As states relaxed restrictions in May, how did Americans feel about the threat of COVID-19 to their health?
Editor’s Note (6/9/2020): This article includes findings from our third wave of data collection that fielded May 18 through May 20. This third wave collected another 1,000 completes using a census-balanced, national non-probability sample. The new information, shared below, examines American attitudes about their personal health and COVID-19. Learn more about the ICF COVID-19 Monitor Survey of U.S. Adults.
In March and April, Americans were still concerned about the threat that COVID-19 poses to public health, but an increasing percentage in April felt that the worst is behind us. Would this optimistic trend, captured in our April public health findings, continue in May, as more non-essential businesses reopened and some people began to relax their social distancing behaviors? This article takes a fresh look at public perception, more than two months after the start of the crisis.
Americans increasingly believe they are unlikely to get sick with COVID-19.
Our third wave of data collection launched on May 18, 2020. At that time there had been more than 1.5 million positive tests results for COVID-19 in the United States and more than 90,000 deaths. States across the country were in various stages of reopening, with many placing restrictions on store capacity and/or store services (e.g., retail stores allowed to offer curbside service only). But does the relaxing of stay-at-home orders and the progression towards reopening mean that individuals feel that they are now less likely to get sick with COVID-19? The May data show that the number of Americans who report they are likely to get sick with COVID-19 has decreased slightly from month to month—from 39% in March to 34% in April to 32% in May).
In addition, despite recent reports of COVID-19’s disproportionately negative impact on minority populations, our data found no significant difference across race. In May, black adults felt they were no more likely (32%) than others (32%) to contract COVID-19. However, Hispanic, Latino, or Spanish-origin adults did believe they were more likely (43%) than non-Hispanics (30%) to contract COVID-19.
This overall optimism regarding personal risk to COVID-19 has been consistent across the survey. For all waves, respondents have rated the virus as more of a threat to the country—U.S. economy and health of U.S. population—than a threat to their personal health or personal financial situation. The proportion who consider the coronavirus outbreak a major threat to their personal financial situation fell from 51% in March, to 47% in April, to 39% in May. The proportion who consider the coronavirus a major threat to their personal health has also declined slightly since March, but the difference is not large enough to be statistically significant.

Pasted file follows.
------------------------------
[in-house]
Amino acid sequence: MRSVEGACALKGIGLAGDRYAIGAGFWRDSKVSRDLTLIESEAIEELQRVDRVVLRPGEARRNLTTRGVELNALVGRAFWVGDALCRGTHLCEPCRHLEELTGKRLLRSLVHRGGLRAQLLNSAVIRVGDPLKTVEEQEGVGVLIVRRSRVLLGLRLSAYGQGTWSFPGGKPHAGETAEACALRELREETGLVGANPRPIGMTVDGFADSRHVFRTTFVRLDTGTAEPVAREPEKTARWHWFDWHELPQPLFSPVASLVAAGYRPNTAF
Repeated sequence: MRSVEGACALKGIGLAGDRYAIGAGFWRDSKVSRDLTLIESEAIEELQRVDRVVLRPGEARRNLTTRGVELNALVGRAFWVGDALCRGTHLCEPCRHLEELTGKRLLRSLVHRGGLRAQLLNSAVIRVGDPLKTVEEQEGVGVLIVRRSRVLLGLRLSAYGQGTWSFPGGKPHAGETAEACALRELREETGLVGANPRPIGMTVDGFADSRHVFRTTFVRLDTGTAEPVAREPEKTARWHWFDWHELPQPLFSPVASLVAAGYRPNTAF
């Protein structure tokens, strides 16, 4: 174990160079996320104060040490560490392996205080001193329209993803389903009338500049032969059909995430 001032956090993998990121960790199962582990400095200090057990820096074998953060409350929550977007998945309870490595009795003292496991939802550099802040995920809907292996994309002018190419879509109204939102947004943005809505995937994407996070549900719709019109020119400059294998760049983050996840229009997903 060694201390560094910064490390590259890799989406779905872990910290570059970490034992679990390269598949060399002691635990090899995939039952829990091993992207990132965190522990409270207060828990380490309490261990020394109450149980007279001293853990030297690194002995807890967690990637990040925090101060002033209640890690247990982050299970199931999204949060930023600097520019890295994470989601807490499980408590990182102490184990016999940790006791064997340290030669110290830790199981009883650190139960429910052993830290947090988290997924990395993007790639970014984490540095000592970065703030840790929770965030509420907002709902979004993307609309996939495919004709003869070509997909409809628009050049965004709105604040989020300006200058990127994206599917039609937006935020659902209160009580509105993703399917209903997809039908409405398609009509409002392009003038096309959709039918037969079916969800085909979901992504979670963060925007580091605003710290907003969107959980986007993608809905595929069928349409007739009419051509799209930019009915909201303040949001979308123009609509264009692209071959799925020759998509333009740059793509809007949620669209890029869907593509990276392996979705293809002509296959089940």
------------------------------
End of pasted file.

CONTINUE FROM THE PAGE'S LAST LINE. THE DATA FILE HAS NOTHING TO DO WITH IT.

Americans are becoming less concerned about hospital resources
One of the primary concerns in the coronavirus pandemic has been whether hospitals and the health care system would have the resources to keep up with the number of COVID-19 cases. Consequently, one of the primary goals of the mitigation efforts has been to “flatten the curve” of new coronavirus cases to lower the peak of new cases and spread them over time. This would not necessarily reduce the cumulative number of total diagnosed cases of COVID-19, but would reduce the number of new cases at the peak so that they could be managed by the health care system.
Our three waves of data collection have documented a dramatic decline in public concern about the ability of local hospitals to treat all patients infected with the novel coronavirus. In late March, nearly half of the adults in our survey (46%) were very worried about their local hospitals having the necessary resources to treat all patients with the coronavirus. This percentage fell to 37% by mid-April. In our current survey, the proportion who were very worried about hospitals’ ability to treat all patients with COVID-19 fell further to 27%.
Similarly, while the majority of Americans still report that the worst is yet to come (53%), there has been a significant increase in the percentage of Americans who believe the worst is behind us—tripling from 12% to 36% since March.
Watch this space
How will public perception of the health risks associated with COVID-19 change as we transition into summer weather and activities? Will somewhat relaxed social distancing measures cause Americans to feel more or less anxious as the weeks pass? What effect will the widespread protests that are happening throughout the country have on public health? We will report key findings from our data collection efforts over the coming weeks and share this information with agencies and public health officials in support of their response to COVID-19. Sign up to receive alerts as we roll out upcoming results and package our insights into reports.